It's not necessarily about youth, or "NextGen" recruitment. It's about a person's communication style. Communication isn't a top-down endeavor anymore - it's bi-directional, creating an unprecedented opportunity to grow a deeper relationship through feedback. Facebook's older audiences are growing - one website indicates 513% growth in the 55+ sector in the first six months of 2009, while noting a dropoff among younger users (likely because anywhere that their parents go regularly becomes a little less cool - which might be its own lesson for Jewish organizational life). And I know many people in their 20s and 30s who don't use Twitter, or who still won't visit my blog unless I sign them up for an email that goes straight to their inboxes. (There are even a select few who won't join Facebook. O the humanity.)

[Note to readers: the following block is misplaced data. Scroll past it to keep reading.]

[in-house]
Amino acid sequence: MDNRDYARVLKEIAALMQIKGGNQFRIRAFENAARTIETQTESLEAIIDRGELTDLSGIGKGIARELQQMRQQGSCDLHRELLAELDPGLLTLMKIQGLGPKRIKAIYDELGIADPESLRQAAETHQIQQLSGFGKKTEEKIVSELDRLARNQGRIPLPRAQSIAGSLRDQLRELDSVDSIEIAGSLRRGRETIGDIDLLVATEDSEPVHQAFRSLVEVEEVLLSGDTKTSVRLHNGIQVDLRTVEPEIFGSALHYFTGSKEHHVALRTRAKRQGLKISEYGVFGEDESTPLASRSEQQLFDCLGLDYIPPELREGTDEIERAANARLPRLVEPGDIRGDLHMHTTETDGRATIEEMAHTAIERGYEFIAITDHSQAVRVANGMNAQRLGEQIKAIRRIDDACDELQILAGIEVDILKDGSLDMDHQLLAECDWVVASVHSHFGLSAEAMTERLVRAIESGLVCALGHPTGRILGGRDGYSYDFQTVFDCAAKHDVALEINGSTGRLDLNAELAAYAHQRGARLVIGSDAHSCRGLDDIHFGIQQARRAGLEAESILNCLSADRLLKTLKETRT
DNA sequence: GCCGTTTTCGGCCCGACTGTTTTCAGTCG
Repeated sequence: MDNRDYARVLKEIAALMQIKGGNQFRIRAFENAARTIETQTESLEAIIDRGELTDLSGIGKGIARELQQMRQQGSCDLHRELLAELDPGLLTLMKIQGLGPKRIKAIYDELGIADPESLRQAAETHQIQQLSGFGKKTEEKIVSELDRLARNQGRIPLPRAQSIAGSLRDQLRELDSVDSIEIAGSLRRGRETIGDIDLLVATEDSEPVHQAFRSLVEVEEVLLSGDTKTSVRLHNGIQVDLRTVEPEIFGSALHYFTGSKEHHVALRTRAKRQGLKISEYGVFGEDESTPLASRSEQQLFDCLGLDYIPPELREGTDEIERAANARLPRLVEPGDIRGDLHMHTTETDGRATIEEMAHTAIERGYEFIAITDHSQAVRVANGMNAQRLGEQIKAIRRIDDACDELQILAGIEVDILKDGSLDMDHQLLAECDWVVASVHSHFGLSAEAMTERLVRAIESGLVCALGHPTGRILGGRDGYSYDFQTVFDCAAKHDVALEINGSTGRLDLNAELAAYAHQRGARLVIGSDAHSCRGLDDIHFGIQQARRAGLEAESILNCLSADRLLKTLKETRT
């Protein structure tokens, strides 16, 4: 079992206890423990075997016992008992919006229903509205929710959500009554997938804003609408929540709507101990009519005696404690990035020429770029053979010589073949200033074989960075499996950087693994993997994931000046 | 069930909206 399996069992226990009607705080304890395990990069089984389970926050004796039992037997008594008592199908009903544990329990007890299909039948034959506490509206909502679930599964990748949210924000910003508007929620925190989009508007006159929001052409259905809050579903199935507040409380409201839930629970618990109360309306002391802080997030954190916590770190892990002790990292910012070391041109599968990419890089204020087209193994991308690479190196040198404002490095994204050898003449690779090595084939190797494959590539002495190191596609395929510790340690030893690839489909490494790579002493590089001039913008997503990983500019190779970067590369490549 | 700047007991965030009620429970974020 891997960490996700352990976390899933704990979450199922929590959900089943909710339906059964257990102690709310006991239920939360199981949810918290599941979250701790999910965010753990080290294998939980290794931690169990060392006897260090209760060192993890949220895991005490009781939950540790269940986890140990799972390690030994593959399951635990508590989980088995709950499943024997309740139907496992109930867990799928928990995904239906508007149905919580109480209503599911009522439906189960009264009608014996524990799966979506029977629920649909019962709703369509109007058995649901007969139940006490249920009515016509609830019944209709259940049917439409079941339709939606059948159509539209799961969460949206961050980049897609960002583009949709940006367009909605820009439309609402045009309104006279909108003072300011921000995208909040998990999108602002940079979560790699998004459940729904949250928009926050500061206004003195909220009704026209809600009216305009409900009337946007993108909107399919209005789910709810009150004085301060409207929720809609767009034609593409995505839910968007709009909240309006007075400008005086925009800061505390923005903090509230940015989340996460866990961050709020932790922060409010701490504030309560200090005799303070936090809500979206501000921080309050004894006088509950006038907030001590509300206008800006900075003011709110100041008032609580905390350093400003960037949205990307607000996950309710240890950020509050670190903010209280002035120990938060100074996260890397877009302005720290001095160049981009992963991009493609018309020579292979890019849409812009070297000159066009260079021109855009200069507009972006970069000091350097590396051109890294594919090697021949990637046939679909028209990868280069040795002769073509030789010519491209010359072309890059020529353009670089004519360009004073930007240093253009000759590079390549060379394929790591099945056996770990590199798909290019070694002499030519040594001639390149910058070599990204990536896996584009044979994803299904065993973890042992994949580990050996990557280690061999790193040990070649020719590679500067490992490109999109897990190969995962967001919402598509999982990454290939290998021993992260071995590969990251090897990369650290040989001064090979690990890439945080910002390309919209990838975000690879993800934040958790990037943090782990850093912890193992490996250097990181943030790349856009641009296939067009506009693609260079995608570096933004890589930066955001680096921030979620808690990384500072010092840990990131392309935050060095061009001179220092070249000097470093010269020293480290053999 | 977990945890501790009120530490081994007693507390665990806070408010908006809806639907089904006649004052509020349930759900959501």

Generally, people who don't use social media tools opt out not because they think they're worthless, but because they're afraid of the learning curve, the time commitment or privacy issues. These are valid concerns, which I've decided are risks worth taking to expand communications and platform, but which, for them, is not how they want to spend their time. But what is important is reaching your current (and if you're interested in expansion, your future) audience, listening to what they want and need, and giving them information that's of practical, educational, spiritual or emotional value consistent with your organizational mission. Social media makes all of this - listening, responding, and connecting on a deeper level - possible to a degree never before possible.Where to find the talentIt's like Dorothy said, if you ever go looking for your heart's desire again, look close to home. (That's a paraphrase, but you know how wordy Dorothy gets.) Hyman wrote that "some of the most talented young tech-savvy talent have left the Jewish community because there were no career advancing opportunities, few champions for their ideas, and little in the way of compensation to keep them inside the tent." People disengage for many reasons, primarily after being mistreated, underestimated, underpaid or most infuriatingly, being ignored in conversations of "how can we get younger members." I stayed because interesting opportunities found me, mostly through my social media activity.